What Heights? (White River White River National Forest)

[June 16-21, Colorado Trail Segment 6,White River National Forest]

Navigating Frisco was simple. Having been here once before I knew exactly where to go; Safeway then the library.

After a lengthy resupply, the majority of which was spent at the aforementioned library, we made our way back to the trail. Instead of the Colorado Trail, we walked along Tiger road. This dirt road follows a valley into the heart of the White River National Forest, avoiding the heights of the Colorado Trail. After seven miles Tiger road intersects the Colorado Trail along the rushing Swan River.

We spent a day dawdling near Swan River before attempting our return to Frisco via the Colorado Trail. Braving the heights of this thirteen-mile stretch back to town (11,164 at its peak) was a big step for Esther.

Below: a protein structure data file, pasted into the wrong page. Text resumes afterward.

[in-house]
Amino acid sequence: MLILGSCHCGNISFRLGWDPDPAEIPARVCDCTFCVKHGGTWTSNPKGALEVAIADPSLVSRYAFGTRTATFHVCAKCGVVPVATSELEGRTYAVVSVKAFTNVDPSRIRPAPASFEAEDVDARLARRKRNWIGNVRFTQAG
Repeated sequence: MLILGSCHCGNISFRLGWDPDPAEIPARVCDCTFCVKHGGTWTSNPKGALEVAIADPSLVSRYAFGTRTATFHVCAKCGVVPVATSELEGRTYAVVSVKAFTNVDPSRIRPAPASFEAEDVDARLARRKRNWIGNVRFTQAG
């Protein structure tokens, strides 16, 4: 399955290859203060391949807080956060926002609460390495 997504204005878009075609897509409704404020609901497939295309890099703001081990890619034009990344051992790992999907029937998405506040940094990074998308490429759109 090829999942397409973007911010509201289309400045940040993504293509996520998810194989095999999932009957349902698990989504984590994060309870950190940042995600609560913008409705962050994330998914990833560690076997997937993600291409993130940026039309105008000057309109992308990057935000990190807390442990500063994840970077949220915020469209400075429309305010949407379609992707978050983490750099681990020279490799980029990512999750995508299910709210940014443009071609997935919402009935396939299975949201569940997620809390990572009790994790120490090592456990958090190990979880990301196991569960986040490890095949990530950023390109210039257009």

I was also nervous to test Esther’s fears again, it hasn’t gone very well until now, mostly resulting in us turning around. I chose this route because it would be simple for us to turn around if the heights were too daunting.

I am happy to report that Esther barely noticed how high we got on the slow but constant ascent. By the time we reached an open area with a somewhat intimidating drop, Esther was so excited to be heading downhill her fear didn’t get in the way.

White River National Forest

We made it back to Frisco two days later with our spirits high. This small section proved to me that bringing someone scared of heights to the Rocky mountains was not a mistake. Moving forward we will choose our trails carefully and leave the option of turning around open. Encouraged by the past few days I have high hopes (pun intended) for the weeks to comes.

Our next stop is Twin Lakes where we will attempt our first full week on trail, 50 miles on the Collegiate East.

See you there,

Slug

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